Fallon goes all out with millennium celebration
FALLON – Millennium fever has caught on in Fallon, so much so that the Oasis of Nevada has a formal Mayor’s Millennium Commission outlining 15 months of events to celebrate the Year 2000.
Mayor Ken Tedford’s millennial clan includes a former mayor, the admiral at the Naval Air Station, county and school officials, contractors at the Navy base, ranchers, farmers, miners and people from business and industry.
“I tried to get as broad a cross-section as I could,” Tedford said. “From the very first meeting, these people were ready to go. I’m amazed where we’ve gone.”
No other city in Nevada is known to have a group charged with keeping the millennium theme alive from Nevada Day 1999 until New Year’s 2001.
So far, it’s a work in progress. No specific events are planned yet beyond Jan. 1. Fallon’s annual events in 2000 will become part of “Millennium Moments” and the commission will likely dream up other events.
If Tedford has his way, the millennium will last long beyond the year itself.
Tedford and his commission are negotiating for property in downtown Fallon to build a Millennium Park, complete with time capsule and an ornamental clock with an historic design.
“The idea of the clock and the park is to leave something here for people in the future,” Tedford said.
Initially, hopes were to have the park ready for New Year’s Eve but property negotiations still haven’t been wrapped up so the park won’t be built until next year.
“I’m not terribly disappointed by that,” Tedford said.
Fallon will celebrate the millennium itself (that is for those who subscribe to the idea of 2000 launching the new millennium) with a three-day extravaganza highlighted by a 30-foot-high bonfire and a New Year’s Eve Ball in a huge Navy hangar.
“I’m going to take tickets myself so I can greet everybody who comes,” the mayor said. “It’s not a black-tie event so everyone will feel welcome to come.”
This will be a New Year’s Eve Ball for the people. Tickets are only $5. That’s not a misprint.
Tedford’s vision for millennial celebrations is to make all events affordable. He doesn’t want money to stand in the way of community celebration.
That was a vision he shared with Anne Pershing, editor of the Lahontan Valley News. Both independently thought up the idea for extended millennium celebrations early this year and then banded together to form a commission.
“My daughter called me one day and said hotels in Las Vegas were charging $4,000 a night,” said Pershing, chairman of the mayor’s commission. “People in Fallon deserve better than this. They deserve something affordable, something for the family. I’d like to think we have a vision and genuine concern for the people who live here. It’s about them.”
Even commission members were stunned by the turnout for Fallon’s Nevada Day events. This included a school children’s parade from Churchill County Junior High School to the Fallon Community Center, where festivities attracted some 3,000 people.
“Everybody seems to be really thrilled about (Fallon’s millennium celebration),” Pershing said.
New Year’s weekend events start Thursday at the Churchill County Fairgrounds with the bonfire extravaganza that will also include hay rides, sage spirit dancers, a snake dance and the singing of “Home Means Nevada” and “America the Beautiful.”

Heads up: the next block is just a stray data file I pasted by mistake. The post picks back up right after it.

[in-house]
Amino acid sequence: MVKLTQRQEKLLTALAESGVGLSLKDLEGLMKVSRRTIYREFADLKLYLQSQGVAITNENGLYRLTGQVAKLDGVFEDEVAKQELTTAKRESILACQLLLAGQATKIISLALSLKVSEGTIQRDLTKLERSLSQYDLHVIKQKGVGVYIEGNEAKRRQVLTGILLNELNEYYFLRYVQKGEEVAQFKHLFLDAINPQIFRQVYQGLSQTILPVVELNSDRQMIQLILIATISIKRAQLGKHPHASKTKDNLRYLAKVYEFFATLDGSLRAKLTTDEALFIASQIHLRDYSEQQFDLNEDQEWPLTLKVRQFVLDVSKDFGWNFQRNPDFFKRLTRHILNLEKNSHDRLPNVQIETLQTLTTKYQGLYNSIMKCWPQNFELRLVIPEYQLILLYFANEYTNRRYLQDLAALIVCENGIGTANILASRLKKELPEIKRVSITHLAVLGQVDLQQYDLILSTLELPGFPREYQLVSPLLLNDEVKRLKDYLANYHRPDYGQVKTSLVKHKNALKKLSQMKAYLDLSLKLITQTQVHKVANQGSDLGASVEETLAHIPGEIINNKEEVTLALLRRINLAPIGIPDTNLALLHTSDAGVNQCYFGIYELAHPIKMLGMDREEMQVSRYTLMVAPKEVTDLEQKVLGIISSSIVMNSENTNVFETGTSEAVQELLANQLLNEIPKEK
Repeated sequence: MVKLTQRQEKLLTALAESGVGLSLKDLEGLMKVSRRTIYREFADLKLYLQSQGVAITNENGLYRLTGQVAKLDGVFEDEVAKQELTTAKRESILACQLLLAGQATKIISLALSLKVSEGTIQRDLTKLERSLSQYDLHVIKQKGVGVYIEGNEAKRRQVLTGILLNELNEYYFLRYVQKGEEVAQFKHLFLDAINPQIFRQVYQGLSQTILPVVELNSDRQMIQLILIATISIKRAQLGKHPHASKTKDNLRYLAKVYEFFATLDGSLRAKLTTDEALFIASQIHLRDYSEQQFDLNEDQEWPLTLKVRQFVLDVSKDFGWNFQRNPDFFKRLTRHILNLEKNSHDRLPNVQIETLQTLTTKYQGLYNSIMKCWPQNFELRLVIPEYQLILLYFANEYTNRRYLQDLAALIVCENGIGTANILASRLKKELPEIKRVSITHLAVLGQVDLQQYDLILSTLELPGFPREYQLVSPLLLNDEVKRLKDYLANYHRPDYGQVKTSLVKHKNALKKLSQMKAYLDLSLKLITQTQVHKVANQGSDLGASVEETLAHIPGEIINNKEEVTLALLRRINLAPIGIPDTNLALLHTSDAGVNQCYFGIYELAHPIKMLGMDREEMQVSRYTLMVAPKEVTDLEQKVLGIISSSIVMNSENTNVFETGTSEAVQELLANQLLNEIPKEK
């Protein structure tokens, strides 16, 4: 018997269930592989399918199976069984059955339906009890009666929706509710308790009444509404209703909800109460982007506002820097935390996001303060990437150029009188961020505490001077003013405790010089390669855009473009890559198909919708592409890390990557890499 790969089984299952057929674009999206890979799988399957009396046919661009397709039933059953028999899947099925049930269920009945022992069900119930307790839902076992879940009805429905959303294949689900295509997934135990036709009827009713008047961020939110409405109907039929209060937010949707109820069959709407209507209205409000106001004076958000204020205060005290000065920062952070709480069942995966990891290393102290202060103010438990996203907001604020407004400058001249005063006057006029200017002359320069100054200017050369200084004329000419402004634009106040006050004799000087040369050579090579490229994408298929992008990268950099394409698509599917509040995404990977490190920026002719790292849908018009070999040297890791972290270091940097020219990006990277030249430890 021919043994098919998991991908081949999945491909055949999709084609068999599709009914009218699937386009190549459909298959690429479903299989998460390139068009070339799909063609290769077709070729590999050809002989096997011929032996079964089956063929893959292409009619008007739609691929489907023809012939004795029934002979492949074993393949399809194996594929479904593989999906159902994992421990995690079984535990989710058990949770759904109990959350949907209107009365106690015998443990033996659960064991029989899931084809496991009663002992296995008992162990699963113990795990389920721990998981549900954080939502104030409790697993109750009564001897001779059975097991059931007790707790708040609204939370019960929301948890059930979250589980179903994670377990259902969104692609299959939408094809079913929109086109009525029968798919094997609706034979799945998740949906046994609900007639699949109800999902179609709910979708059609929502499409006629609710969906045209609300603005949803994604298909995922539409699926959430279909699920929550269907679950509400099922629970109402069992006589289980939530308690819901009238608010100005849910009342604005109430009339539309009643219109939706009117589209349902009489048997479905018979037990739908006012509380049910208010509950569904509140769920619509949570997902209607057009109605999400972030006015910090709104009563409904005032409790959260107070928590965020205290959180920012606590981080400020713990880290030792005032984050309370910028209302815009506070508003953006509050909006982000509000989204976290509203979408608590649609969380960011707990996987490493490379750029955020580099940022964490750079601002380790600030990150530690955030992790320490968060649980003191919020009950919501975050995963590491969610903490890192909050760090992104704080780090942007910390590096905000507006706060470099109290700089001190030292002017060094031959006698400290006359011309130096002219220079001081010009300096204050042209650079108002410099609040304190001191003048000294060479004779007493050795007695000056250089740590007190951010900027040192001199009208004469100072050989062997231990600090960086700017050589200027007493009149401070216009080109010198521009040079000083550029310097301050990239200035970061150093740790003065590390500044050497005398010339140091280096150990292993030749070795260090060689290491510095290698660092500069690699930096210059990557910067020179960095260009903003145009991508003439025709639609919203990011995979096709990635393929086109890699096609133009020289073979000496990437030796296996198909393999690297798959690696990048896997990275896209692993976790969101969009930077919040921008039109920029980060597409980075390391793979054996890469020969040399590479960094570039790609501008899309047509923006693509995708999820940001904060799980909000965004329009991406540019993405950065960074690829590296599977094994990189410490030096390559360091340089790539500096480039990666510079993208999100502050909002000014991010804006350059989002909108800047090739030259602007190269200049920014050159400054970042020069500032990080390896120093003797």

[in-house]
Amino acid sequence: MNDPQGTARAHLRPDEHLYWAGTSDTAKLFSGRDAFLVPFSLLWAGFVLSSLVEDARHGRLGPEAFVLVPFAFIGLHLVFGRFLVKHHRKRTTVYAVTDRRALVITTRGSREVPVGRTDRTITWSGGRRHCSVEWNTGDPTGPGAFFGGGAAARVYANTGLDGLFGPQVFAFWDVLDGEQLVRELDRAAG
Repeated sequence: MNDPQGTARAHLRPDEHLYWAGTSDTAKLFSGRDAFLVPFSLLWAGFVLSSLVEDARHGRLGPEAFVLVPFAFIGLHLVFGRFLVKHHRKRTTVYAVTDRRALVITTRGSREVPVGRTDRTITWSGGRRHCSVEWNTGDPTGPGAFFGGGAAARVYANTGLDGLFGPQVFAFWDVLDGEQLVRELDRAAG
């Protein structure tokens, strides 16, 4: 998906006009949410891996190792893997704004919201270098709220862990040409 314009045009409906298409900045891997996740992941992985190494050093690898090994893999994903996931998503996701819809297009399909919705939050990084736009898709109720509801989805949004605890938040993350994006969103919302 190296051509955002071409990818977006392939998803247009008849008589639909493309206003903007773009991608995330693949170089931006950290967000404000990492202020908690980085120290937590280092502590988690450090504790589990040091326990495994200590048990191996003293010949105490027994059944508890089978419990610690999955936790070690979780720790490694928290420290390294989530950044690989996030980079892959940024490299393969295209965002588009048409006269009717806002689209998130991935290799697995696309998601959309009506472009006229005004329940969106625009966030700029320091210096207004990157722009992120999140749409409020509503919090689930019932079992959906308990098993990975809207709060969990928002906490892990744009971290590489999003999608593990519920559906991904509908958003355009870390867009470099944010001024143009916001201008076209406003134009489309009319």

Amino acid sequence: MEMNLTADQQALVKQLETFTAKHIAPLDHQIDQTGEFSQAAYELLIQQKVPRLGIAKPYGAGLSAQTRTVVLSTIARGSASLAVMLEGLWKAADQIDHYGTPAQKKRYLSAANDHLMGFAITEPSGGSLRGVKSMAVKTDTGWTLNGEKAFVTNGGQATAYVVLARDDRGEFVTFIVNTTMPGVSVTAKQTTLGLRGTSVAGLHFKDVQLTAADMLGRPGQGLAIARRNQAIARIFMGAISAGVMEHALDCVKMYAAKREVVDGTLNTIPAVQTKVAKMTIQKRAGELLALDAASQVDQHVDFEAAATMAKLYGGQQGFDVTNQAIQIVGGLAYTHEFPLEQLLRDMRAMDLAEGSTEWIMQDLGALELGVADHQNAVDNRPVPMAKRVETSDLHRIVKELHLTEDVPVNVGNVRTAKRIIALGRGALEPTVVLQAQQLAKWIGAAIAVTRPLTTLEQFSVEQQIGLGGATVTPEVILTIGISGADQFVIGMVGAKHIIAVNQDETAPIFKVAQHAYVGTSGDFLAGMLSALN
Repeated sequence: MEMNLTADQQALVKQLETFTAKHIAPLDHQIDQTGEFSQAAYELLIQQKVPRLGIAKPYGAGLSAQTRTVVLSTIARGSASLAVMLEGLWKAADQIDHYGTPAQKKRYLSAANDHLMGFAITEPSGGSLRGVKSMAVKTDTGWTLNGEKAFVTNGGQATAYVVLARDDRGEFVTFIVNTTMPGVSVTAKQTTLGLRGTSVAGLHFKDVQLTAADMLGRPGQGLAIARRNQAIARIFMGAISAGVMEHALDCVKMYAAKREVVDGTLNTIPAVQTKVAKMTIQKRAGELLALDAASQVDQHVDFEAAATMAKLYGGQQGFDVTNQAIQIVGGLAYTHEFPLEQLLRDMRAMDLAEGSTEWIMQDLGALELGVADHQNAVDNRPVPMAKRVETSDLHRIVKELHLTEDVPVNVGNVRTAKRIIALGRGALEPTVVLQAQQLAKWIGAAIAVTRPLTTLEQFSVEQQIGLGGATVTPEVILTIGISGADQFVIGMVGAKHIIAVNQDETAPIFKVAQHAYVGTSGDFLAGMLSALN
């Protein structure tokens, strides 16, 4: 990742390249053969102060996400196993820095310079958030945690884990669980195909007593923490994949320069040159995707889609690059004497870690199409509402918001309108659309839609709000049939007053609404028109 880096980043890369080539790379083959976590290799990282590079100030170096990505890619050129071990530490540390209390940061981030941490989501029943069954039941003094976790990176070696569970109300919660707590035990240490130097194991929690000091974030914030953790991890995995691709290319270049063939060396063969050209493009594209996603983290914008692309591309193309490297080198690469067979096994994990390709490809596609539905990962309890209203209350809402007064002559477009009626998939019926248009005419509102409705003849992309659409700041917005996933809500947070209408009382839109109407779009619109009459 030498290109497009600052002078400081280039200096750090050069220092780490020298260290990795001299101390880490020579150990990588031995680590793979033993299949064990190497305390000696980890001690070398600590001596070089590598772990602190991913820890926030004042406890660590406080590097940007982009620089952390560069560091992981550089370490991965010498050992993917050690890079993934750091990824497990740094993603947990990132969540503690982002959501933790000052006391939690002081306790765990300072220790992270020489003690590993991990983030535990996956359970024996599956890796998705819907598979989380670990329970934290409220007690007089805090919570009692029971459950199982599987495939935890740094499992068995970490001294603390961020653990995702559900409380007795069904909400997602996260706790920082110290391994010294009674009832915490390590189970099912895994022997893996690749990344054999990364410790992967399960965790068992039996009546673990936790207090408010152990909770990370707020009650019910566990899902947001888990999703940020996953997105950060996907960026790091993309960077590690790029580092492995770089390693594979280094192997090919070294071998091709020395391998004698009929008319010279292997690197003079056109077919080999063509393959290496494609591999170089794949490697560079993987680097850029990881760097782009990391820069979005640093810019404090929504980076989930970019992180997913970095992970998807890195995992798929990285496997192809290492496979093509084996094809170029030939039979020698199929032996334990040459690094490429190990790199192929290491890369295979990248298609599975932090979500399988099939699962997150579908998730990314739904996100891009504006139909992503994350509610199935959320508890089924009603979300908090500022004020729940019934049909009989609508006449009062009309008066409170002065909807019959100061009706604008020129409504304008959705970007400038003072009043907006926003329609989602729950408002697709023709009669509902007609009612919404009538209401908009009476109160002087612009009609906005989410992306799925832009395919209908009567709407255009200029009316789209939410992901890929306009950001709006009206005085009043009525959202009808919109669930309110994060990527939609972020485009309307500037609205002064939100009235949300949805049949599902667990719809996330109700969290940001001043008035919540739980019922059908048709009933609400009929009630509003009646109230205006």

New Year’s Eve opens with old westerns featuring Tom Mix, Hopalong Cassidy and Gene Autry plus 17 cartoons at the Fallon Theatre. Movies will run from 9 a.m. to 1:30 p.m. Admission will be 15 cents for children 10 and under and $1 for everybody else.
Fallon will have two fireworks shows Friday: one at 6 p.m. at the fairgrounds for children and one at midnight at the Naval Air Station. Sirens, church bells and whistles throughout Fallon will also blare away at midnight.
New Years’s Day will offer the “first-fun-run-of-the-new-millennium” run at 10 a.m. The run starts at the Veterans Memorial behind City Hall and goes down the Old Lincoln Highway, today’s Center Street.
Out-of-town visitors are welcome to experience Fallon’s way of celebrating, said Rick Gray, executive director of the Fallon Convention and Tourism Authority.
“This gives people in Reno and Carson City an alternative to more crowded events,” Gray said.
Tedford wants Fallon’s millennium celebration to take a look at the community history as well as future. The town’s Nevada Day parade honored 243 pioneers of Fallon – defined as at least 75 years old and a Fallon resident for more than 50 years.
The mayor wants these festivities to bridge old and new.
“I think it’s rekindled the old town closeness of a small town,” Tedford said. “There are a lot of new people here who are getting to see how the old things were like. It shows new people where the community was and old people where we’re going. The pioneers have to understand this town is going in a different direction than 20 years ago.”
What: New Year’s Weekend in Fallon
Theme: Millennium Moments
Thursday: Bonfire at the Churchill County Fairgrounds, 8 p.m.
New Year’s Eve: Old westerns and cartoons at the Fallon Theatre, 71 S. Maine St., 9 a.m. to 1:30 p.m.
– Kids fireworks at the fairgrounds, 6 p.m.
– New Years Eve Party at Naval Air Station, 9 p.m.
– Fireworks at Naval Air Station, midnight
New Year’s Day: Fun run, 10 a.m., starts behind Fallon City Hall.
Phone: Fallon Convention and Tourism Authority, (800) 874-0903.
Souvenirs: Caps, t-shirts, calendars and the prized item: a blanket featuring historic details in Fallon. Blanket available for $48.50 by calling Anne Pershing at (775) 423-6041.